As Australia's mining boom faces its decline, questions about price and output become increasingly difficult to ignore.
By Steven Koukoulas
The governor of Australia’s central bank, Glenn Stevens, declared in 2011 that Australia’s mining boom could potentially be “the biggest gift the global economy has handed Australia since the gold rush of the 1850s”.
Strong words, but entirely accurate. Prices for Australia’s main commodity exports rose by more than 375 per cent from late 2001 to the middle of 2011. At their peak, prices were the highest recorded.
The reason for these price hikes? A surge in demand for commodities such as coal and steel to underpin economic expansion, especially in China. That unprecedented increase in demand and prices drove mining companies to explore for new deposits and build new mines, smelters and rail lines. Mining capital expenditure grew tenfold in a decade, peaking in 2012.
That boom provided Australia with rising national income and extended Australia’s recession-free period to 24 years. Reserve Bank of Australia (RBA) research suggests that mining’s purple patch added 10 per cent to Australian living standards in the 10 years to 2014.
The same mining boom also lifted other Asia-Pacific commodity economies – notably Indonesia, which exports thermal coal, and Malaysia, an oil exporter whose national budget depends on regular dividends and royalties from the state-owned oil giant Petronas. (Conversely, China, which imports energy and steel, will benefit from the boom’s end.)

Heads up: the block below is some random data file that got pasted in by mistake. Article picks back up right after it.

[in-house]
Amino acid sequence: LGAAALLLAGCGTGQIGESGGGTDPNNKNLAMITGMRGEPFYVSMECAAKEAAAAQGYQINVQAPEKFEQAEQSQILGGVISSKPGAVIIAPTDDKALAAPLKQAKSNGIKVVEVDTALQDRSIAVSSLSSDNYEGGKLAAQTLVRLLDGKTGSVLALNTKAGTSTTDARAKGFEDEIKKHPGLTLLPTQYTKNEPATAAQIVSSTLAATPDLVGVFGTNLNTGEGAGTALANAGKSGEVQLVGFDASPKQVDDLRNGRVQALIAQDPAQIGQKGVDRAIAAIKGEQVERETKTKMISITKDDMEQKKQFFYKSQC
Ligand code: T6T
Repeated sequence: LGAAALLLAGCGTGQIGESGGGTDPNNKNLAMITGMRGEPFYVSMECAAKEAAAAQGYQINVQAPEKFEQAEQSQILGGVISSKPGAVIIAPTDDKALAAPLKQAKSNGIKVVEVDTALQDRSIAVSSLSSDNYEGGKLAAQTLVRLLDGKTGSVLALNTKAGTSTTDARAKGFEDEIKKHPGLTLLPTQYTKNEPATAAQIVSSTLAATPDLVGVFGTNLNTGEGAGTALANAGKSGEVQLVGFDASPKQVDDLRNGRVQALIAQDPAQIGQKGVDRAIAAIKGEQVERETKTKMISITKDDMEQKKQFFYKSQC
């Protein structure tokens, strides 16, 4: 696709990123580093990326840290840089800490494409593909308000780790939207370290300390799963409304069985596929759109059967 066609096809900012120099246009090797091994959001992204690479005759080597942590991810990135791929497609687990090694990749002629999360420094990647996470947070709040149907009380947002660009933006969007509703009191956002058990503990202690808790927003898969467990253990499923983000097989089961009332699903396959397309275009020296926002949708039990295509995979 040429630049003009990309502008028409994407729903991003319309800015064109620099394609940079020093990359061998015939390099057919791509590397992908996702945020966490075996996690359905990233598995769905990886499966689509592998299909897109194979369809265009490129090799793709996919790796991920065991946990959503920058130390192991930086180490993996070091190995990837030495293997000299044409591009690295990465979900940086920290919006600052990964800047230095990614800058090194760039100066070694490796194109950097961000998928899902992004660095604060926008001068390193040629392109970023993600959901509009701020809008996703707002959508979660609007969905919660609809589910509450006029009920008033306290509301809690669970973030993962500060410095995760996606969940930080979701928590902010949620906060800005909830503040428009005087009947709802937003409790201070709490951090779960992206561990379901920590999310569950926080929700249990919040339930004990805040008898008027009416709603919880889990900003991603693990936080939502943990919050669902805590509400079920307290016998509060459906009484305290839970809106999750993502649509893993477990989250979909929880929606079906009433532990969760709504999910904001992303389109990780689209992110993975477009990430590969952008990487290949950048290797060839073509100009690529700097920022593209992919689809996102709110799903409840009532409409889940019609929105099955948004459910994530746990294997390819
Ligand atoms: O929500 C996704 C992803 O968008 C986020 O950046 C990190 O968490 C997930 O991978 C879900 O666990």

“Producers need to sell as much output as they can, just to keep the cash flowing.”
The price boom now appears well and truly over. Since 2012-13, the prices of many major commodities have fallen by a shuddering 50 to 60 per cent. The overall commodity price indices are reaching multi-year lows. The outlook for the mining industry is now fragile, with many minor players at risk of closing as the selling price falls below the cost of production.
Even the biggest mining companies are scaling back new investment: projects under construction will be completed, but new projects are being postponed until prices recover. Shelved projects in Australia include Woodside’s Browse liquefied natural gas project, to be built north of Broome, BHP’s port works in the Pilbara and an expansion of South Australia’s Olympic Dam mine.
And existing mines are closing. Brazilian giant Vale and Japan’s Sumitomo will shut the Isaac Plains coal mine in Queensland. Anglo-Swiss multinational Glencore has closed three of its 12 coal mines and US-based Peabody has shut its Wilkie Creek mine, also in Queensland. Miners are now asking how far prices will fall and how their industry will cope.
Global growth slowdown
In part, the weakness in commodity prices – and in mining in particular – is due to slow global economic growth. The 2008 global financial crisis left worldwide output well below what had been seen as its potential maximum – a condition known as an “output gap”. Now, without ever having closed that output gap, international growth has slipped back below its trend rate of increase.
Adding to the problems, China’s GDP growth has eased to its lowest pace in more than two decades, and both the Eurozone and Japan are in recession. This has led to weaker than expected demand for materials, and prices have tumbled.